Julie Godshall Brown

Written by: Julie Godshall Brown

Julie is the President and Owner of Godshall Professional Recruiting and Staffing. She has been with her family business full-time since 1995 and remained as President and Owner when her parents retired in 2004. She holds a Bachelor of Science in Marketing from Clemson University and a Master of Personnel and Employee Relations from the University of South Carolina. Prior to joining her family’s business in 1995, she was a Technical Recruiter and HR Generalist with NCR (AT&T)  in Columbia and Liberty, SC. In addition to leading her firm and several industry related organizations, she is a very active community volunteer who has made an impact on the future of the Upstate.

Advertisements

How to Land a Great Position in The Technical and Engineering Field

Capture

As you may already know, this is an engineering and technology driven society, more so than any time before. With that said, it is still a highly competitive market for engineers and technical professionals. As a job seeker in this economy, how do you differentiate yourself from other possible candidates when searching for a job?

  1. You must put in the effort and time to research and know the hottest markets and trends (in your geographical area(s) of preference) with regards to your area of expertise. Know which companies are hiring candidates with your similar education, technical skill set and credentials.
  2. Make sure to add the keywords to your resume and cover letter that will accentuate, detail and add the appropriate experience that you have relative the targeted ‘hot markets’. Needless to say, do not embellish these details and make sure to document what, when and where you had this experience/training. Also, be certain to detail your specific professional accomplishments.
  3. Maximize your networking efforts, utilizing personal and professional contacts, professional societies/groups and social media such as LinkedIn. Never stop seeking out new contacts and connections. Often, you are one click away from discovering the perfect career option or meeting the right person to introduce you to your ideal career position and employer.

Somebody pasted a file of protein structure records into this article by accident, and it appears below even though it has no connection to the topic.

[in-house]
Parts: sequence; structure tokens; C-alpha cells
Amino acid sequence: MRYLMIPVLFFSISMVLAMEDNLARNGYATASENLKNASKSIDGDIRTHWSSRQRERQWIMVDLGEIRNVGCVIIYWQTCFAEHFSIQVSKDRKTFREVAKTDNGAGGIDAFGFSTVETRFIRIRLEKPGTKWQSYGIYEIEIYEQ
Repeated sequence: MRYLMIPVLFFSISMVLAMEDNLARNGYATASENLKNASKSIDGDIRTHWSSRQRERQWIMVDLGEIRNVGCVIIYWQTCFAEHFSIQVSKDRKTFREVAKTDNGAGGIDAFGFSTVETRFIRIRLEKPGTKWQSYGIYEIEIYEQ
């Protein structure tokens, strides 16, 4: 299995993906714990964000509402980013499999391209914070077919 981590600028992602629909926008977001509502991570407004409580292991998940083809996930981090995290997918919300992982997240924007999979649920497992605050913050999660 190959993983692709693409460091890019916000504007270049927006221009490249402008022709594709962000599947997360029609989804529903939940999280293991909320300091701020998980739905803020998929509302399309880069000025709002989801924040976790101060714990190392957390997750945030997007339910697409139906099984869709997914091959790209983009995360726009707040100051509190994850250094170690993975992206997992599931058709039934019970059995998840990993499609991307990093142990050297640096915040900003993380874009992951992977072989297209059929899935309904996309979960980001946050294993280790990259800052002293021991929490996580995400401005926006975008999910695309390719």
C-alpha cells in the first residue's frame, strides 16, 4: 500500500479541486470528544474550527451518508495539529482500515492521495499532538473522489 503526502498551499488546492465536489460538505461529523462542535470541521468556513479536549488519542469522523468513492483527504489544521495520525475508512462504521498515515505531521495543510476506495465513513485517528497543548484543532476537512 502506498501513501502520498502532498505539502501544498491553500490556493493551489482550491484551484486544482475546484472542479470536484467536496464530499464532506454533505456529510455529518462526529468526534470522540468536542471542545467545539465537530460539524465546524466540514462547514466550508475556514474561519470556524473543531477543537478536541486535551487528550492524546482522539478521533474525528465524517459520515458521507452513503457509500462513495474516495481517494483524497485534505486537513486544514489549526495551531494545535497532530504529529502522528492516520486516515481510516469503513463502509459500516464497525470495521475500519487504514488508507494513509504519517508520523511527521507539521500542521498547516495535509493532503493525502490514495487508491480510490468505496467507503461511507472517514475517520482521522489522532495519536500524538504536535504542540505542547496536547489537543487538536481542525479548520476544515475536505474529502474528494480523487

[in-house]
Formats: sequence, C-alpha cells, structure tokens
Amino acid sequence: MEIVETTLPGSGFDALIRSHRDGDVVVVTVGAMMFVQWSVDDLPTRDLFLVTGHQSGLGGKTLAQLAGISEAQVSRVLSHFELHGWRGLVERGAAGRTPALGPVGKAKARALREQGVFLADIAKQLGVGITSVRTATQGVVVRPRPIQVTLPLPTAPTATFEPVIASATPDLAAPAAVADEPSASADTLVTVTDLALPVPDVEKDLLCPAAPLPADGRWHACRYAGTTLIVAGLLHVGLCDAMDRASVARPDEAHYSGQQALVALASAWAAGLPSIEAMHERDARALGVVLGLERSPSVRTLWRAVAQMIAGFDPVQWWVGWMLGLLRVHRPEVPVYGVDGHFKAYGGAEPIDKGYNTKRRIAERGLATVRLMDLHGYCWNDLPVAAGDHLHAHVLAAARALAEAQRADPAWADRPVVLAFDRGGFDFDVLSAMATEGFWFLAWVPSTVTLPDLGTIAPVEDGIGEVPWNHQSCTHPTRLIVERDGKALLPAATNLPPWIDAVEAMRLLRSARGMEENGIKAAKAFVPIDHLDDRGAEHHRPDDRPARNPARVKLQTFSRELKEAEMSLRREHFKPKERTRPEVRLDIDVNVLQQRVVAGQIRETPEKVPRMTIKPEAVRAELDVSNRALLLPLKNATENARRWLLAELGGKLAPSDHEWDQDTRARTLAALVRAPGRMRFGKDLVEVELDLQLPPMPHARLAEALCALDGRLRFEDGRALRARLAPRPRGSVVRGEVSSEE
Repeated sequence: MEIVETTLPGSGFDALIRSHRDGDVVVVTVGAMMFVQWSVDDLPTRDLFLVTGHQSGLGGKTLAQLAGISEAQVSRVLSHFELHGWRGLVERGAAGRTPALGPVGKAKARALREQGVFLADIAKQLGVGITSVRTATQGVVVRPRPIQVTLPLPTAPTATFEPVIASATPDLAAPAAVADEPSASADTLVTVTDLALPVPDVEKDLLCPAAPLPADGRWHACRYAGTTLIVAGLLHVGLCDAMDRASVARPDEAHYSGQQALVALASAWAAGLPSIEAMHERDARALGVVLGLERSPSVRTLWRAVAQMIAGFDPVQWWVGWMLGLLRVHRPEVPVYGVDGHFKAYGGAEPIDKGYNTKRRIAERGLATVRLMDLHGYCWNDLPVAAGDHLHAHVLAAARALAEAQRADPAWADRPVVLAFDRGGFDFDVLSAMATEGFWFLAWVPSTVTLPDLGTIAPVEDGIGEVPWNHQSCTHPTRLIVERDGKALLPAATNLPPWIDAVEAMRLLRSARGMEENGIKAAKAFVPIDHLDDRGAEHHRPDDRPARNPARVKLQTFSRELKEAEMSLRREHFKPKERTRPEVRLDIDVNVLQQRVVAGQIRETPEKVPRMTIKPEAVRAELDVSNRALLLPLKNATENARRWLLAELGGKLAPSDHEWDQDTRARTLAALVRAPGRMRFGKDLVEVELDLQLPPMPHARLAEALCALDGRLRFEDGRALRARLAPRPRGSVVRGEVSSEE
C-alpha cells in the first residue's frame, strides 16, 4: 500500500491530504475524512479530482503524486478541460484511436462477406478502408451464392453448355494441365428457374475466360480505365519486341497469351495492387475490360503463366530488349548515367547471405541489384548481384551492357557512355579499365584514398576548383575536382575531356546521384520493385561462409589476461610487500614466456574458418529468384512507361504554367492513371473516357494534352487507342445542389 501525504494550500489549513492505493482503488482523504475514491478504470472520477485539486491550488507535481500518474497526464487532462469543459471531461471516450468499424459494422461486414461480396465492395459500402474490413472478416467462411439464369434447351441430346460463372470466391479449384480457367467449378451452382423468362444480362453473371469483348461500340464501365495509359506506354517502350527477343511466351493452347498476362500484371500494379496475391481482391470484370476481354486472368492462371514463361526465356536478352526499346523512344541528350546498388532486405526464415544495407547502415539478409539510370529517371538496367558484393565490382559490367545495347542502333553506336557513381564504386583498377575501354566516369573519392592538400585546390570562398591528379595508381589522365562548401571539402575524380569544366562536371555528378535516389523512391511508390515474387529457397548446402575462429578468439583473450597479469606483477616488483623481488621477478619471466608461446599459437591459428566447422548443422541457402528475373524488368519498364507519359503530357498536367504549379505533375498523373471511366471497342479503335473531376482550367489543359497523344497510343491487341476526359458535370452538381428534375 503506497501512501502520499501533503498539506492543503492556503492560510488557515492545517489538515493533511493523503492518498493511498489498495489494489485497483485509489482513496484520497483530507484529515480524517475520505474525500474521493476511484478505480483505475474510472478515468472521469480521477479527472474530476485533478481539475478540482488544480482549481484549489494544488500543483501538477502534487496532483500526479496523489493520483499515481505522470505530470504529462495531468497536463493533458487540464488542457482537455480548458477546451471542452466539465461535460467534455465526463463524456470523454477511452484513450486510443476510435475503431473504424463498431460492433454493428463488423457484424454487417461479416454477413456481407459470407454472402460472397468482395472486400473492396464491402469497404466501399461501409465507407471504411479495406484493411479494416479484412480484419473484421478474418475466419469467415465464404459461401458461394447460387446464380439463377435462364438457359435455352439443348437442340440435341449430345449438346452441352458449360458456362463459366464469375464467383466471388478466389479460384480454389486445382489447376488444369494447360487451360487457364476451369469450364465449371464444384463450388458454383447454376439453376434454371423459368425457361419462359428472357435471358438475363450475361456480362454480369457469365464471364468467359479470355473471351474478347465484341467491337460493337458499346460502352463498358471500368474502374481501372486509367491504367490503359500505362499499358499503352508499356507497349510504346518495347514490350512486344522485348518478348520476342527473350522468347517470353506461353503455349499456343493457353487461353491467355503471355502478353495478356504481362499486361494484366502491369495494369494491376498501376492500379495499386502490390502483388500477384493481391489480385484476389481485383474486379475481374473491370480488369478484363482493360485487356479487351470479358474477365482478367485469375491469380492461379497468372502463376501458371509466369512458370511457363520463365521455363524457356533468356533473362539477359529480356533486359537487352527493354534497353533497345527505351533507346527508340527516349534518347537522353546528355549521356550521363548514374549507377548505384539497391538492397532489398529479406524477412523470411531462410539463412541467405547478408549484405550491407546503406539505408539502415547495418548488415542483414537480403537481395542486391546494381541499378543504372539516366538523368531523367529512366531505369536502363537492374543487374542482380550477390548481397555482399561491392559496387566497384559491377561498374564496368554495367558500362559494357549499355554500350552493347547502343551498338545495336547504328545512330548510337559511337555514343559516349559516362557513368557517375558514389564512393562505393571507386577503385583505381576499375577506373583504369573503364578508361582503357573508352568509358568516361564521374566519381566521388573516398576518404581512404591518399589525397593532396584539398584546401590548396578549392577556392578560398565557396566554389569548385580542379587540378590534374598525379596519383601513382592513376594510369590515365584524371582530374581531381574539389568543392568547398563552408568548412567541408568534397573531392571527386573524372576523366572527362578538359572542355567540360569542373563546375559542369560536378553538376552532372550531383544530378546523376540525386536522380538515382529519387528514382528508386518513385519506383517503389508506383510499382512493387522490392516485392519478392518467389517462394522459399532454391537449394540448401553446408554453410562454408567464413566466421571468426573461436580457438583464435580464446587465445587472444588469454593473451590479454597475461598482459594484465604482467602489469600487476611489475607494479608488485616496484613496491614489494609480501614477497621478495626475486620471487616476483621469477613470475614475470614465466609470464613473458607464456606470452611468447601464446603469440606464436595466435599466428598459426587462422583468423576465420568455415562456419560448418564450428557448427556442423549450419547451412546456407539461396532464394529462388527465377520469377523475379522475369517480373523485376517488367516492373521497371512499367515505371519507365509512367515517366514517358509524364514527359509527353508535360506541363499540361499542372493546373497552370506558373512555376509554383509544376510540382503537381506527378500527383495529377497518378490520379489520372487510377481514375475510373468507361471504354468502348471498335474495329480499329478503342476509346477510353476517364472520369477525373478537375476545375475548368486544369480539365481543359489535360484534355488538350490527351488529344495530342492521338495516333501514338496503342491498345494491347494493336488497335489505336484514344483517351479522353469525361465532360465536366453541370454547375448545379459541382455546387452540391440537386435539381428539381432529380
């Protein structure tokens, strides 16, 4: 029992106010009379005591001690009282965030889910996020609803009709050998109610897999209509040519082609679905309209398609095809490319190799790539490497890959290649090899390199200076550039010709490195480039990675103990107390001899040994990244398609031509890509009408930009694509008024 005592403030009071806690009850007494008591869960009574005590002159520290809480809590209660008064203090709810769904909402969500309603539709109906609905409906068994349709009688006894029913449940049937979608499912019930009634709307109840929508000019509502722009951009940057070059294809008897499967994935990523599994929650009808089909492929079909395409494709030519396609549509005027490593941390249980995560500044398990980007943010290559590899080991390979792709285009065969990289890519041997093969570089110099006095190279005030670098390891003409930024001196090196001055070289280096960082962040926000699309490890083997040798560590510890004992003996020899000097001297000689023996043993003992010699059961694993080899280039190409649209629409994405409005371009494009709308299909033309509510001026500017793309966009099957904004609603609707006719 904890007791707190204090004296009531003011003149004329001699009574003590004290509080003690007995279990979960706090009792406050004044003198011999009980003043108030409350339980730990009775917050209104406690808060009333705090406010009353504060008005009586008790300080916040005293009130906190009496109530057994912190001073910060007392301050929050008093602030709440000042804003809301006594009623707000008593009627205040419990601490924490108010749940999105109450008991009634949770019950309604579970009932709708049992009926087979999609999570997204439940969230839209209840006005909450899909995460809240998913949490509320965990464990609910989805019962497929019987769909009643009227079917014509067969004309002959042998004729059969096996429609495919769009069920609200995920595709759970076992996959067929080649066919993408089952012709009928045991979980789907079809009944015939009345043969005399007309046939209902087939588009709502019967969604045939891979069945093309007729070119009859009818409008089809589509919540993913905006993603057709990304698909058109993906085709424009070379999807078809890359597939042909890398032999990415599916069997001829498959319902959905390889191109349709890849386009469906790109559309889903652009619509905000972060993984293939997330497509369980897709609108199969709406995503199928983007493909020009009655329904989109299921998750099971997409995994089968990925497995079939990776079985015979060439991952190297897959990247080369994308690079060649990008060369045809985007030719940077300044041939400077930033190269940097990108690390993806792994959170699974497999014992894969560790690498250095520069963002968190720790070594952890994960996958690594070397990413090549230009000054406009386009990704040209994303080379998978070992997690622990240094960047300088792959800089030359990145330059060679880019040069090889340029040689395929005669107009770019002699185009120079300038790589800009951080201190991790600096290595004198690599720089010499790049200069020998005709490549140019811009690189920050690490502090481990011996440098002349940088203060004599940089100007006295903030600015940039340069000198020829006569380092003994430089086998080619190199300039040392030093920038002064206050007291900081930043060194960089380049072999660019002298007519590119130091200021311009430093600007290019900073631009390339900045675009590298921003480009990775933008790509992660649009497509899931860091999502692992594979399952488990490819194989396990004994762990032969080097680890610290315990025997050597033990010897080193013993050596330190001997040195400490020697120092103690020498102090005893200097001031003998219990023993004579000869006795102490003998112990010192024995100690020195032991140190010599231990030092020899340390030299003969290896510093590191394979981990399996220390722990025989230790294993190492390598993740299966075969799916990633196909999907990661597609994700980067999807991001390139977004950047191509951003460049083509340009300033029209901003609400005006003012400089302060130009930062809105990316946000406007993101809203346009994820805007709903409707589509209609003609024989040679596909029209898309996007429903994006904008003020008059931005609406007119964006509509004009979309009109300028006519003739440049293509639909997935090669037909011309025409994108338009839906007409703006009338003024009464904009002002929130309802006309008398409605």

4. Once you have zeroed in on your targeted potential employers, make certain you have researched everything that you can about the company including their products, culture, history and trends. This will help you target your cover letter, introduction and resume. It will also help prepare and increase your comfort level for the next important step, the interview process.

Written by: Richard Heard Richard_Heard

Richard Heard has been a technical recruiter with Godshall since 1991. He specializes in manufacturing management, engineering and technical placements. Richard is ASA certified as a Technical Services Professional and a Certified Staffing Professional. He holds a Bachelor of Science in Management and Marketing from the University of South Carolina. In his free time, Richard loves spending his time with his wonderful children, new granddaughter and family. He is an avid fisherman with an emphasis on freshwater trout and redfish.

Tips To Help Your Resume Stand Out

FullSizeRender (3)

A good resume is critical in obtaining a new position. In today’s age of technology where so many resumes infiltrate the inbox of a hiring manager, a resume must be strong to be noticed in the competitive candidate pool. Hiring managers have limited time to focus on each resume, so use your resume as a selling tool to display your talents! Here are some tips on writing an effective resume:

  • Most hiring managers prefer resumes to be written in reverse chronological order with your most recent job first.  Beginning and ending dates should be included.  Duties of the job should be reflected underneath the job title and company. This will allow the hiring manager to see a time period for each task of the job.
  • Bullet point job duties and keep things succinct. If hiring managers have to muddle through a long narrative description of job responsibilities, they may lose interest.
  • Refrain from writing resumes in first person (for example, “I placed customer orders” or “I was promoted”).
  • Keep the verb tense the same throughout the resume. For instance, if one bullet point describes your action in the past tense, don’t change tenses in the next line. (For example, “placed customer orders” in line one does not need to be followed with “answering phones” in the next line.)
  • Make sure any awards or accomplishments are easily seen in the body of the resume.
  • Grammatical errors are the fastest way to damage the credibility of a resume. Proof your resume, run spell check and have several professionals review your resume before sending.